Third post in a series of posts written by members of the Qurit Team. Written by Cassandra Miller.

When the Qurit lab (then known as the QT lab) first materialized a couple of years ago, the climate of our group was much different. We were a small, close-knit team, and we all shared a common interest: physics! All of the lab members at the time either possessed a background in physics or were pursuing one. While this ensured that our lab excelled in the physics of nuclear medicine, it missed a key component –  nuclear medicine is much more than just physics. To encompass and master all areas of nuclear medicine, we would require team members with heterogeneous knowledge from numerous disciplines.

And so, the Qurit lab began a transition from being composed of mainly physicists to a more well-rounded and diverse team. Now, our lab boasts members specializing in fields such as electrical engineering, computer science, medicine, biophysics, and more. This diversity gives our team a creative edge to solving problems. We can collaborate together and compile multiple perspectives, while still allowing each unique individual in our team to excel within their area of expertise. We can think of novel, exciting ideas together and find new solutions to challenges.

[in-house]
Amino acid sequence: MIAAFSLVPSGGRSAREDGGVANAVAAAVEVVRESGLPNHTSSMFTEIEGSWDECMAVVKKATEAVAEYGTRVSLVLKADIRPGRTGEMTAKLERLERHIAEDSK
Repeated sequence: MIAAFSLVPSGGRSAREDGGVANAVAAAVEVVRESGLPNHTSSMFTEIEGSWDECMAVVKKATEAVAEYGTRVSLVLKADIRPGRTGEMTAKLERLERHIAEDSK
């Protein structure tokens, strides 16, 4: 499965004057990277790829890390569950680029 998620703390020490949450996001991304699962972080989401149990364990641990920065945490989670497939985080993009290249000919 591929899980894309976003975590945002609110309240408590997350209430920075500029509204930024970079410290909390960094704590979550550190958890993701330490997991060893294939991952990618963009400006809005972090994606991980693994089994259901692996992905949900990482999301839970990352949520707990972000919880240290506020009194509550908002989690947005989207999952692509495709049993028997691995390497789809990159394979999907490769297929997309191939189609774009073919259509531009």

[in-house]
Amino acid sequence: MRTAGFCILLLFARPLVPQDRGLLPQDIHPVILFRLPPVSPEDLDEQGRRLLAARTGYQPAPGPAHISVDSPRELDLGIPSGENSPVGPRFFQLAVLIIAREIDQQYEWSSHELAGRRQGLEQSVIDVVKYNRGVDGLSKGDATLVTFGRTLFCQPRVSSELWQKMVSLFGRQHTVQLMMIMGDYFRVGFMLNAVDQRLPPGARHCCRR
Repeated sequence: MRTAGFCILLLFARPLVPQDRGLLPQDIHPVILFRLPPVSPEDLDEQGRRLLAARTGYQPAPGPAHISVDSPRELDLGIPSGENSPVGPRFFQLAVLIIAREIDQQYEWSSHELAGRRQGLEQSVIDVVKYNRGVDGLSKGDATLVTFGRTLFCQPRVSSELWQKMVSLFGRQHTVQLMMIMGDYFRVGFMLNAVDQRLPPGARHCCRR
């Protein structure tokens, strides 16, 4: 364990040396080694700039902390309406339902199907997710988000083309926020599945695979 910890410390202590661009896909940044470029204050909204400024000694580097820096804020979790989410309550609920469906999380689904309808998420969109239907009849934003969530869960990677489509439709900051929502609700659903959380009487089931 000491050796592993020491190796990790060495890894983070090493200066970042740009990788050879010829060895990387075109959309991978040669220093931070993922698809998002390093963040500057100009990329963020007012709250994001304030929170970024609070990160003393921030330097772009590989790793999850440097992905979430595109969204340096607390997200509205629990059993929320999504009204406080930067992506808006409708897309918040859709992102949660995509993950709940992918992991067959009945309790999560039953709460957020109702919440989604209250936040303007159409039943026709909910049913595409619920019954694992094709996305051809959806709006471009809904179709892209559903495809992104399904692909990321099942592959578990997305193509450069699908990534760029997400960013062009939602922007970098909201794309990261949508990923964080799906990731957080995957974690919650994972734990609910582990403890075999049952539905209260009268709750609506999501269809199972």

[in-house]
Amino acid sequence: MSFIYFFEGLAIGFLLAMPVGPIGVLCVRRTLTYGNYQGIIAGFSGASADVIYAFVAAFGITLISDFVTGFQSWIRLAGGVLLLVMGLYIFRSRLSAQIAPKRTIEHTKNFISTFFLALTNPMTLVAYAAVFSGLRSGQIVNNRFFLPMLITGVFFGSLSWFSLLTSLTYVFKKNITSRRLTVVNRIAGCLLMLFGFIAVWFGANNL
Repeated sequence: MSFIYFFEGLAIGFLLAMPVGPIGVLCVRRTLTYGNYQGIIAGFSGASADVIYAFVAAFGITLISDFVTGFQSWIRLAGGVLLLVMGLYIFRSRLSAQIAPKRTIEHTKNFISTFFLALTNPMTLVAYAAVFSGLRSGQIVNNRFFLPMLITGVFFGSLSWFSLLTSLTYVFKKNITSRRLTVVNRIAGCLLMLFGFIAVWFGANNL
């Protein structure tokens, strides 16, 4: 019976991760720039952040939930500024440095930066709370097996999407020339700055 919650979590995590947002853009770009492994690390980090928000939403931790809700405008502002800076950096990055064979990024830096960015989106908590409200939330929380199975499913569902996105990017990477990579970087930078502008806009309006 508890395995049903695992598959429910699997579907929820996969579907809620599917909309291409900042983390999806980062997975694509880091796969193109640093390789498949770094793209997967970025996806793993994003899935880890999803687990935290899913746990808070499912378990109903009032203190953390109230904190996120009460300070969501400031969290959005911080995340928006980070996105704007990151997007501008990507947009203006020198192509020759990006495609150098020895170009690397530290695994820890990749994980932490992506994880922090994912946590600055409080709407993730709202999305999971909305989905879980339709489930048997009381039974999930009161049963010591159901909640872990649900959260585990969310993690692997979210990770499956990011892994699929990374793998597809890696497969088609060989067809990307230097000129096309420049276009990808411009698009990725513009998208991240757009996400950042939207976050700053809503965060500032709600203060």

Working together and collaborating also necessitates our team members to acquire excellent communication skills. We are all motivated by each other and inspired by the unique knowledge we all have about our respective fields, which encourages us to learn new skills from each other. There are many benefits to multidisciplinary teams that allows our group to shine.

When it comes to nuclear medicine, our lab has all of the skills and expertise that enables us to be at the leading edge of research in our field. This transition has helped us to be a more successful and thriving team, and we’re only getting better from here!

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